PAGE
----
VP Joe Biden Shows Support for Tony Evers and Mandela Barnes at Rally
Six days. Just six days until Election Day. Are you ready?
With 2016 being one of the most, if not the most, shocking election in U.S. history, Americans should take this election to heart. Just like many people have been saying, the things we care most about are on the ballot—healthcare, education, employment and more. And, although those specific topics aren’t literally on the ballot, the people who are on the ballot represent those things.
This election is so important that many leaders have come down to Milwaukee to discuss the very topic—President Barack Obama, U.S. Senator Bernie Sanders and now Vice President Joe Biden.
Biden, just like others who’ve came, came to show his support for Tony Evers, candidate running for governor of Wisconsin and Mandela Barnes, candidate running for lieutenant governor of Wisconsin.
The Vote Early Rally was held at Local 113 Hall, 6310 W. Appleton Ave. around 2:30 p.m. on Oct. 30.
Now, many people ask, ‘why vote?’ and President of the Professional Fire Fighters of Wisconsin Mahlon Mitchell—the youngest Black person to have the position— said we have to vote to get rid of people like Scott Walker, governor of Wisconsin.
He said rallies are nice, but action has to be taken.
“Let’s make sure we’re out there canvassing,” said Mitchell. “If we work hard, we win.”
Mitchell was born in Milwaukee and raised in Delavan, worked in Madison and now lives in Fitchburg, which means he has a good grasp of what the entire state of Wisconsin needs, and he said we need a new governor.
During his speech, he told the crowd that it’s time, time to focus on the things that matter most to the people of Wisconsin. The crowd then began to chant with him “It’s time.”
Josh Kaul, candidate running for attorney general of Wisconsin, brought up difficult topics such as gun laws. With Milwaukee being one of the most dangerous cities in the U.S., fighting against this crisis is something that should be on Wisconsin’s list to fix, said Kaul.
“I think we need an AG (attorney general) who’s going to fight for justice,” he said. “We need some common gun safety laws.”
He continued: “No parent should have to worry about the safety of water their kids are drinking.”
Milwaukee isn’t the only city in Wisconsin suffering from lead in the water, and Kaul said we need to do something about it.
Kaul also stated that if put into office, he will make sure Foxconn lives up to what they say they’re going to do. And, according to Walker, Foxconn promises to create over 200,000 jobs, but only time will tell.
Her high-pitched voice echoed throughout the hall, as she shared her excitement for running for state treasurer. Sarah Godlewski came on stage ready to “take our state back.”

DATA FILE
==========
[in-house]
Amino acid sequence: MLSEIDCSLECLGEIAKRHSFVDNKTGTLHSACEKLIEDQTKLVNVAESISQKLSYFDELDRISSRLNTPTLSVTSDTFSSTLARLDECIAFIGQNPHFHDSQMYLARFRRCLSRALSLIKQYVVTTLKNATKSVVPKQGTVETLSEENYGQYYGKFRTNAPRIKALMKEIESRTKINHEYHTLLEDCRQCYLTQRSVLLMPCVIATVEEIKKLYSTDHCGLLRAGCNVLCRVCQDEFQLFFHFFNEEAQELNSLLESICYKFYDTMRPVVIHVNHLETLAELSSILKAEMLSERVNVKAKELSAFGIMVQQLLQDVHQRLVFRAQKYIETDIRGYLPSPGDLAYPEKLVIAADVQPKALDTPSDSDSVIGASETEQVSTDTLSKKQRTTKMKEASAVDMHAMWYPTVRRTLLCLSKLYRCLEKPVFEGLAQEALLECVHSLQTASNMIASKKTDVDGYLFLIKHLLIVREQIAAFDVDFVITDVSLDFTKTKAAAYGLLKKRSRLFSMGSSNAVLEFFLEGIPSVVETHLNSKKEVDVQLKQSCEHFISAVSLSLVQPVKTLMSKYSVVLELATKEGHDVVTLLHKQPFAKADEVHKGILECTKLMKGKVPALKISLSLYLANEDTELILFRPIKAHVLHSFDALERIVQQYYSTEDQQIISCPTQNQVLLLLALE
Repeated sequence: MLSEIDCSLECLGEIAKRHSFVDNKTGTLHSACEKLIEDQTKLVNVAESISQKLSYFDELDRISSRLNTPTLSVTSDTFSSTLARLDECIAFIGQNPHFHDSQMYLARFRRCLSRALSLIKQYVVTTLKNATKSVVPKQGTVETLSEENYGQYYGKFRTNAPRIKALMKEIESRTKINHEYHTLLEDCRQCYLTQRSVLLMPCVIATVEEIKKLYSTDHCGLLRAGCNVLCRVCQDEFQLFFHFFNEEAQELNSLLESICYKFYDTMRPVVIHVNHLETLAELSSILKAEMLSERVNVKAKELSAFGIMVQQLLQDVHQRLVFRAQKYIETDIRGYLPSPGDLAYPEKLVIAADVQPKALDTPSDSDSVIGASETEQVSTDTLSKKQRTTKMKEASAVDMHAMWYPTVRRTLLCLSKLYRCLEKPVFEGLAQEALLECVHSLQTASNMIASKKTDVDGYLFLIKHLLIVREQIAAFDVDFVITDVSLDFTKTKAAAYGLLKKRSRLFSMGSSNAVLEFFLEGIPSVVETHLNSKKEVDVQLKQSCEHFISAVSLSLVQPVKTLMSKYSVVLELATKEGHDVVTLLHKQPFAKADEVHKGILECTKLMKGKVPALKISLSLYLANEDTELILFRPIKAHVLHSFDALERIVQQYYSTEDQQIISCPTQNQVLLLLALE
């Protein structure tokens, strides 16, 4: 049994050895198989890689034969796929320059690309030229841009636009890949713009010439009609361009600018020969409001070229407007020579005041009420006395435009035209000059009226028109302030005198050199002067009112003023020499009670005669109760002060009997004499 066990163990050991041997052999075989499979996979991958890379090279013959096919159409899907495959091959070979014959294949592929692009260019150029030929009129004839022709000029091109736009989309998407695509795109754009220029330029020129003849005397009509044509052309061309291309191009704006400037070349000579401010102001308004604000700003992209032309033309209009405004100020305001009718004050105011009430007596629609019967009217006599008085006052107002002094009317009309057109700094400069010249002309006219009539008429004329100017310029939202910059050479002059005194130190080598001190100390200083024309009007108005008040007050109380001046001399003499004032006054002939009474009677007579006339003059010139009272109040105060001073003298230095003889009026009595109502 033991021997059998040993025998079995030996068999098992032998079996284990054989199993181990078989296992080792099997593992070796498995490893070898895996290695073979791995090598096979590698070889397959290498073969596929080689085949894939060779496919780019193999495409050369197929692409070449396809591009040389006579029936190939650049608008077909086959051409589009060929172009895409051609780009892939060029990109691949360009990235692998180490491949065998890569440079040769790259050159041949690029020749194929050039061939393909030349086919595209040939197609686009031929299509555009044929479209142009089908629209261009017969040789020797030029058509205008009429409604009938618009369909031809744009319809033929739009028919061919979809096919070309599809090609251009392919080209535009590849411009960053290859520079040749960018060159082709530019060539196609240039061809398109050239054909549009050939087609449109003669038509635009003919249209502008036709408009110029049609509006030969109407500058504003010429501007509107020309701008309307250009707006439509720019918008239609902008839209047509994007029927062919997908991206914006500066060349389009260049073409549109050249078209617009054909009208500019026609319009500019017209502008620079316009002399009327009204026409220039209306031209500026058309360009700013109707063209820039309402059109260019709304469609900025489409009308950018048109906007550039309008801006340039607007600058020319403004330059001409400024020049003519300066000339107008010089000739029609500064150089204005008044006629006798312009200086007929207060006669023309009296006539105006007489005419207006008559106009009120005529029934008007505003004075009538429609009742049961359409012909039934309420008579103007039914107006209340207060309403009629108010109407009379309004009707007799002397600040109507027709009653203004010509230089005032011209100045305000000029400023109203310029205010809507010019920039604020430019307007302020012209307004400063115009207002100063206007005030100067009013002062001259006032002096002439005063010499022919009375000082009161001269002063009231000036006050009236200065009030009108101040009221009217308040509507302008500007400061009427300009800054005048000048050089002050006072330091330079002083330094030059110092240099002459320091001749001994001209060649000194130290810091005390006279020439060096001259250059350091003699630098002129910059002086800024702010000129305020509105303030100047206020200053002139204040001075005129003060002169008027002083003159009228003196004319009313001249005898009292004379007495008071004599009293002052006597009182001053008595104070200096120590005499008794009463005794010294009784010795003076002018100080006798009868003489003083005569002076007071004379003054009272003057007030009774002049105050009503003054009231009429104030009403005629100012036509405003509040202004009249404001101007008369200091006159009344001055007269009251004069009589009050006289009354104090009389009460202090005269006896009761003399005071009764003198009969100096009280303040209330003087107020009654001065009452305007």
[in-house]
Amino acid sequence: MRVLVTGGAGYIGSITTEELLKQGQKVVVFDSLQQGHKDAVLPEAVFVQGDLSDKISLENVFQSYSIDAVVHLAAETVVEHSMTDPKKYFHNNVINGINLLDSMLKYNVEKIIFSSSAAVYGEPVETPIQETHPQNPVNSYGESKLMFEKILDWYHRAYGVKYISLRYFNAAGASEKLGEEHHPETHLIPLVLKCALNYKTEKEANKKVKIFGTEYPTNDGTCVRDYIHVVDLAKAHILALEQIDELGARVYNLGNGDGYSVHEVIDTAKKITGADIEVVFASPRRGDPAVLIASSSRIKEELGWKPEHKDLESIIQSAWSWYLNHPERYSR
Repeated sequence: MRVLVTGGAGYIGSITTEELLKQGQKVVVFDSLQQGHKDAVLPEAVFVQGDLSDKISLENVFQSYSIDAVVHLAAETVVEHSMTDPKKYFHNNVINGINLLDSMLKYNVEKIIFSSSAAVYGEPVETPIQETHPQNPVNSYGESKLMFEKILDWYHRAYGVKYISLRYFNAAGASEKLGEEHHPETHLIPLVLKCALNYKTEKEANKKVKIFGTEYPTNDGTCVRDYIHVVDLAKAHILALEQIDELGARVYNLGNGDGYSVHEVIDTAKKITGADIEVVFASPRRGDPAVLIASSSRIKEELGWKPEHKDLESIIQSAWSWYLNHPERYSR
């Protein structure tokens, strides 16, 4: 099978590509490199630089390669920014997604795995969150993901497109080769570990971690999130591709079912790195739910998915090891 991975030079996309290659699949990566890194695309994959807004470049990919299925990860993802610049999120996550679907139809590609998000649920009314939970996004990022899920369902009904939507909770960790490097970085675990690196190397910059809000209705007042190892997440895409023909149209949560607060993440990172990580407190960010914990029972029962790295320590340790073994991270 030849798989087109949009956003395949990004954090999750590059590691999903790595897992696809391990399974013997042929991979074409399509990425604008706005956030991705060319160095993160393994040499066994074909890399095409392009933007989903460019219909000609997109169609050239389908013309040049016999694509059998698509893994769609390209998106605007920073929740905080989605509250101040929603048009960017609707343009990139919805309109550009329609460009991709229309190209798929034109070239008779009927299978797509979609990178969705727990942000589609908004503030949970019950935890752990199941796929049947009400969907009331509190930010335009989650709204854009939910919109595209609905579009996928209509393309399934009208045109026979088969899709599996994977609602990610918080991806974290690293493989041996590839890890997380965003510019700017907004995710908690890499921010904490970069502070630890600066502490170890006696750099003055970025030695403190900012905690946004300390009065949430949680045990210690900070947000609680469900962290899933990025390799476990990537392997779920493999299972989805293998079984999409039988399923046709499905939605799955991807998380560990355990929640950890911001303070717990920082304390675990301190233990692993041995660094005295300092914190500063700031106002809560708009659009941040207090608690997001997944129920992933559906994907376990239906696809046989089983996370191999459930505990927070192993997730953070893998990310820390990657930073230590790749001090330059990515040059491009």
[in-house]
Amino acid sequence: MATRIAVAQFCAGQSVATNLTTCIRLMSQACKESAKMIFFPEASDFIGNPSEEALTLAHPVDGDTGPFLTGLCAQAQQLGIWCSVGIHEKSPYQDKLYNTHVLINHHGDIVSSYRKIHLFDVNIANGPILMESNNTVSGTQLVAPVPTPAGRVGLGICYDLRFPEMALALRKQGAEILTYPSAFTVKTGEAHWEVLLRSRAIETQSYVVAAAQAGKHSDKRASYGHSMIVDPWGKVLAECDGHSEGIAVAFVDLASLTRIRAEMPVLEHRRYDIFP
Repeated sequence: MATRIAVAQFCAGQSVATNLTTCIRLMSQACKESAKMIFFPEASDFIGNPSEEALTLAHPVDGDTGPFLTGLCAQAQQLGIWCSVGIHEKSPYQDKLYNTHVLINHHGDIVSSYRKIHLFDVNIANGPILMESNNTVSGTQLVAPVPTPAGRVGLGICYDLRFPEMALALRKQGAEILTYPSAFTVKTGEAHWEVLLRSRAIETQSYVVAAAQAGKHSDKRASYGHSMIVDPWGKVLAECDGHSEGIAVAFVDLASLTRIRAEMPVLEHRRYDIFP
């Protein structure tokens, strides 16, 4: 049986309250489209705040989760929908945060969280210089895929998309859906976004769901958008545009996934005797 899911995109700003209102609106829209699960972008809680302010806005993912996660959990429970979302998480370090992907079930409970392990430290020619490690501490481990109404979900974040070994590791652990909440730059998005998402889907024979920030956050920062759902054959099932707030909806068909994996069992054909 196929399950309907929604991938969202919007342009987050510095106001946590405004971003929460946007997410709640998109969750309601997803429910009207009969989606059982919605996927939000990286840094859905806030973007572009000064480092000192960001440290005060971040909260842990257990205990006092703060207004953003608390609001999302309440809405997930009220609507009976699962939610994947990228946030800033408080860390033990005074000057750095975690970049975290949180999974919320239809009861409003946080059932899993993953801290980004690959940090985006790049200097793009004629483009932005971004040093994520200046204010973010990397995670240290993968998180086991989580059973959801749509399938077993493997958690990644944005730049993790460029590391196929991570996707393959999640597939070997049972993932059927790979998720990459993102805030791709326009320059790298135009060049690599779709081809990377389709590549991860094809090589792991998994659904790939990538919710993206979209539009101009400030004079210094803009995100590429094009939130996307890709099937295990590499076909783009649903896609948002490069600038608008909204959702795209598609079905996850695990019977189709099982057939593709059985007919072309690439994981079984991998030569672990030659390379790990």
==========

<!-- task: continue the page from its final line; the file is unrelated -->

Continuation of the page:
According to Godlewski, earlier this year, Walker tried to get rid of the office which contains the treasurer. But, what happens when a state’s money isn’t in order? Godlewski said getting rid of this office would only be detrimental to the people of Wisconsin.
“We need to ensure someone is watching our money and that’s what state treasurer does,” she said.
She then ended her speech stating that if people want change then they have to vote for people like Evers and Barnes.
“I am incredibly honored to be a part of this ticket (ballot),” Godlewski said.
One of the men of the hour came to the stage: Barnes. And, the first topic he brought up was healthcare. According to Barnes, 70,000, or more, could be covered by BadgerCare, which is why he promises that him and Evers will expand Medicaid, something Walker refused to do.
He then thanked Obama for opening up the door to call politicians and leaders out on their lies because he then called out Walker and other leaders who don’t stick to their words.
As a Milwaukee Public Schools (MPS) graduate, Barnes says it’s time to bring Wisconsin out the dungeons and fix our education system—statewide. And, it starts by funding our school and making higher education accessible.
“We have to make Wisconsin a state we’re proud of,” he said. “The only way to make this happen is to vote.”
Wisconsin has spent eight long years putting special interests before the people of Wisconsin, said Evers, but he said he will be the opposite.
“It’s time for a change,” he said. “No question about it.”
Evers then went on to discuss issues such as the many potholes the state has, or in Evers words “Scott holes.”
The crowd laughed and cheered with hopes their issues will be heard this time around on Nov. 6.
“We need people to get out and vote,” Evers said. “And I know we can do it.”
Biden was the last to step on stage, but he kept the people’s attention. He said he came to Wisconsin to not only show his support to Wisconsin’s democrats, but to talk to the people of Wisconsin about their current predicament.
“The government doesn’t understand you are the well being of this state,” Biden said.
He then went on to discuss the tragedies that have been happening across the nation. From the Pittsburgh shooting to the helicopter crash in Florida. Biden told the crowd they need to pay attention to the hate that’s terrorizing the county, and pay attention to the leaders who are supporting the hate.
“Folks, we have to recognize words matter. We have to change the rhetoric here, across the board,” Biden said. “We have to change the way we talk to each other.”
Although all Americans aren’t to blame for the country’s troubles, it’s all of our duty to help change the nation, he said.
“The only people that can destroy America is Americans,” he said.